Six years ago the Tennessee Achievement School District launched with a five year mission to, in their words, ‘catapult’ schools in the bottom 5% into the top 25%.
Tennessee won $500 million in Race To The Top money and dedicated millions of that into the creation, and most importantly, the marketing of it. The marketing firm they hired is very proud of the work they did and still feature the ASD on their websites as a successful promotional campaign.
The way an ‘Achievement School District’ works is that the district takes over low performing schools and either runs it themselves or, more commonly, gives them to a charter network. In 2011 the ASD comprised of six schools and now that has grown to over thirty schools.
Two years into the five-year mission, the superintendent at the time, TFA alum Chris Barbic, declared in an interview that of the original six schools, two were on target to get to the top 25% in five years while one of the six schools, Brick Church Elementary, was on a trajectory to reach the goal after just four years.
Three years into the five-year mission, the improvements that he had based these projections on did not continue and Barbic was saying that they underestimated how difficult this would be, even admitting that the ‘immigrant poverty’ he worked with as a charter school founder in Houston is very different than the ‘generational poverty’ he works with in Tennessee.
Four years into the five-year mission, Barbic resigned from the ASD, citing among other things, his health as he had recently had a heart attack. He soon got hired by the John Arnold foundation to work on education issues for them.
Five years into the five-year mission, the Tennessee ASD was saved by a computer glitch so the state test scores had to be invalidated. We would never know if the ASD got any of their schools from the bottom 5% to the top 25% in five years. We would have to wait one more year and see if they could do it in six years.
The results for the sixth year were released today.
On the Tennessee Ed Department website, I downloaded the database with the recent scores. For each school they had an ELA and a math score. What I did was add together these two scores and then sort all the schools that have 3-8 scores and see where the original six schools now are, how far they catapulted in six years.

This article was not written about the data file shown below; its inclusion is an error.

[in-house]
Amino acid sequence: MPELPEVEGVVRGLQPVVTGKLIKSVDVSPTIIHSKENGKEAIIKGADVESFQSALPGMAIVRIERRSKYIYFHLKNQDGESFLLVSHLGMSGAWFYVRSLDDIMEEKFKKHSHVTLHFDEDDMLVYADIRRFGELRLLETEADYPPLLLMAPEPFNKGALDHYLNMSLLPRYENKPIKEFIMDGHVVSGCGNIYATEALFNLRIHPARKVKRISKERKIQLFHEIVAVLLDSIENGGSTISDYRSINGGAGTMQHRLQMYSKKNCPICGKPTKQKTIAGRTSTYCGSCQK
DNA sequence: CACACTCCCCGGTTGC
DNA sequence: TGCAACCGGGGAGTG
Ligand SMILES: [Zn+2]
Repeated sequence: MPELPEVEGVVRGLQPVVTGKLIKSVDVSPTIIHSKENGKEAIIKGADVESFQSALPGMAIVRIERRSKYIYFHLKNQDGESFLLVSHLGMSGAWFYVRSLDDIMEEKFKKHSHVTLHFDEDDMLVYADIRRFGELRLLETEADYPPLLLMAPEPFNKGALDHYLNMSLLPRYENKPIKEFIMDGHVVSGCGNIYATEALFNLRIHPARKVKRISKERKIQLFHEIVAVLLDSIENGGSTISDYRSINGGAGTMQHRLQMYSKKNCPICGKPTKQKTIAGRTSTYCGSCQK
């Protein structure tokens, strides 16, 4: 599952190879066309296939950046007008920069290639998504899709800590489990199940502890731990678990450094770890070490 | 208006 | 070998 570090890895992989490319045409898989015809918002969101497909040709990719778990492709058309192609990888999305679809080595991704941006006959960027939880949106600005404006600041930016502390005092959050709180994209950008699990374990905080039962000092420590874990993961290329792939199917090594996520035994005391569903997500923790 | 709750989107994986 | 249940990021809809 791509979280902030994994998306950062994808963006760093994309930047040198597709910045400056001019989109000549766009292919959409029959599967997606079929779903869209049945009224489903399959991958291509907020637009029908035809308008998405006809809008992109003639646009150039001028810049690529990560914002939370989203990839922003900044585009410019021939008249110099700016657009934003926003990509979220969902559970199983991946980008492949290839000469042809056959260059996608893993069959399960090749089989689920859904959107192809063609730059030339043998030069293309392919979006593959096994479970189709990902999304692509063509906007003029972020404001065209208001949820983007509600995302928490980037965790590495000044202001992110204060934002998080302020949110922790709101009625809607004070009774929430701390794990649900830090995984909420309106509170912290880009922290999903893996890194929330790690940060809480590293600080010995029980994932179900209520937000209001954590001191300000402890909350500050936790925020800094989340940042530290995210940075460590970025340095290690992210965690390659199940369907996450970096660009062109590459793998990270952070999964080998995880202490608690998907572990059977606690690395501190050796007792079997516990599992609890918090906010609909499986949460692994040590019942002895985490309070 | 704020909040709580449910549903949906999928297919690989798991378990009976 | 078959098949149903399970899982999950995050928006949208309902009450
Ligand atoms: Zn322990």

The title of this post, ‘The Great Tennessee Achievement School District Experiment Finally Comes To An End’ is a bit misleading. While it is true that the five (or six) year experiment has come to an end, the Tennessee ASD continues to limp on. They erased from their website the old mission of catapulting the bottom 5% to the top 25% in five years and have replaced it with an ambiguous mission of “By 2025, we will close the opportunity gaps long persistent in Tennessee’s public education.” Whether or not the ASD is still around in 8 years is anyone’s guess. Barbic’s replacement resigned a few months ago and, with her, there are no people left from the original ASD team to be held accountable.
There are actually other states considering starting their own ASDs, I just read that Mississippi is working on it. Georgia, North Carolina and Nevada already have them in the works. There was one in Michigan which folded and there is still the original one in New Orleans which continues to post awful test results.
Reformers claim that they care about accountability, but when it comes to people in the reform family, they tend to ignore colossal failures like the Tennessee ASD.